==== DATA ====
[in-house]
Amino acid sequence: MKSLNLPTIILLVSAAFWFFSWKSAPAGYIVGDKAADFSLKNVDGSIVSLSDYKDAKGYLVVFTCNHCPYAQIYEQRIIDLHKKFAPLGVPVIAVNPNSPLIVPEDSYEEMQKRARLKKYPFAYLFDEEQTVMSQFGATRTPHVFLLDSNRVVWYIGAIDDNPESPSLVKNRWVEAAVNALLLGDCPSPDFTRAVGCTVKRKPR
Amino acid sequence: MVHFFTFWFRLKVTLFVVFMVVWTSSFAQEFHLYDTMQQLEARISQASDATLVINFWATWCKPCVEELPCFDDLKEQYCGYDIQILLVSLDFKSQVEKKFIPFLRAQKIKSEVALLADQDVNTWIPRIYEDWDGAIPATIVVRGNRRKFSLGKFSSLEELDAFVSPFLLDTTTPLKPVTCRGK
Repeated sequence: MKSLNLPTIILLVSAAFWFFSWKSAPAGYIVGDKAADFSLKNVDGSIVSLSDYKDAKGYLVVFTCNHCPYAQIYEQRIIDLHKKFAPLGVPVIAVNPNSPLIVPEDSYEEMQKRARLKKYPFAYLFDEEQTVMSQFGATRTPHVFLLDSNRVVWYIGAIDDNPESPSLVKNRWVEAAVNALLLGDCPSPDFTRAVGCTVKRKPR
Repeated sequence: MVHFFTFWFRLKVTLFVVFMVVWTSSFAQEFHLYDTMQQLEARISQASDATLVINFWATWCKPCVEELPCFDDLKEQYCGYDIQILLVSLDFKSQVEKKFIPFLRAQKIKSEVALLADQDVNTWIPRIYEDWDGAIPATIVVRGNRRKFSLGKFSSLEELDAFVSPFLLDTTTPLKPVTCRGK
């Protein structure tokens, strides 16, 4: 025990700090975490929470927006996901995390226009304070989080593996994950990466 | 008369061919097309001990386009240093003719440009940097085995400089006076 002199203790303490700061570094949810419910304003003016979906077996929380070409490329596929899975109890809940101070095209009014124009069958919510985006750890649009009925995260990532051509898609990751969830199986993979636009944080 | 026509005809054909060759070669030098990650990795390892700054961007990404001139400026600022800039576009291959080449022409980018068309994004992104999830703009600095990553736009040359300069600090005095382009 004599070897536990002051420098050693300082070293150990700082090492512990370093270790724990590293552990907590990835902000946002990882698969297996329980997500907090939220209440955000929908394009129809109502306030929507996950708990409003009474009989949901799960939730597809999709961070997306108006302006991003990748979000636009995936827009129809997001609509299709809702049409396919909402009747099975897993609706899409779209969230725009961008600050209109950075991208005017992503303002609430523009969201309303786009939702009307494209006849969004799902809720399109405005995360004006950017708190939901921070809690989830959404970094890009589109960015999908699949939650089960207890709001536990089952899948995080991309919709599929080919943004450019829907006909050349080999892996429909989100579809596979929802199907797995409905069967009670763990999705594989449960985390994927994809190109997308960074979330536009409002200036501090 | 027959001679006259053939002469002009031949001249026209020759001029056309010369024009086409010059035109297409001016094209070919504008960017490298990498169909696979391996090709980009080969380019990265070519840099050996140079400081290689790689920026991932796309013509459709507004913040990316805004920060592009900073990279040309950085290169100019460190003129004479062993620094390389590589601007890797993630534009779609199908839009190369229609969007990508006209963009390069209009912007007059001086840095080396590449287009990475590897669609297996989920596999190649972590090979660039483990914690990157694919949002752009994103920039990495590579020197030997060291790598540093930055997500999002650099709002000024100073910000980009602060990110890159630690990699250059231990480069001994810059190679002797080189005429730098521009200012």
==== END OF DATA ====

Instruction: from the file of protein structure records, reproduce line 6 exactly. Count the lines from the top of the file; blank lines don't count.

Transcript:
């Protein structure tokens, strides 16, 4: 025990700090975490929470927006996901995390226009304070989080593996994950990466 | 008369061919097309001990386009240093003719440009940097085995400089006076 002199203790303490700061570094949810419910304003003016979906077996929380070409490329596929899975109890809940101070095209009014124009069958919510985006750890649009009925995260990532051509898609990751969830199986993979636009944080 | 026509005809054909060759070669030098990650990795390892700054961007990404001139400026600022800039576009291959080449022409980018068309994004992104999830703009600095990553736009040359300069600090005095382009 004599070897536990002051420098050693300082070293150990700082090492512990370093270790724990590293552990907590990835902000946002990882698969297996329980997500907090939220209440955000929908394009129809109502306030929507996950708990409003009474009989949901799960939730597809999709961070997306108006302006991003990748979000636009995936827009129809997001609509299709809702049409396919909402009747099975897993609706899409779209969230725009961008600050209109950075991208005017992503303002609430523009969201309303786009939702009307494209006849969004799902809720399109405005995360004006950017708190939901921070809690989830959404970094890009589109960015999908699949939650089960207890709001536990089952899948995080991309919709599929080919943004450019829907006909050349080999892996429909989100579809596979929802199907797995409905069967009670763990999705594989449960985390994927994809190109997308960074979330536009409002200036501090 | 027959001679006259053939002469002009031949001249026209020759001029056309010369024009086409010059035109297409001016094209070919504008960017490298990498169909696979391996090709980009080969380019990265070519840099050996140079400081290689790689920026991932796309013509459709507004913040990316805004920060592009900073990279040309950085290169100019460190003129004479062993620094390389590589601007890797993630534009779609199908839009190369229609969007990508006209963009390069209009912007007059001086840095080396590449287009990475590897669609297996989920596999190649972590090979660039483990914690990157694919949002752009994103920039990495590579020197030997060291790598540093930055997500999002650099709002000024100073910000980009602060990110890159630690990699250059231990480069001994810059190679002797080189005429730098521009200012």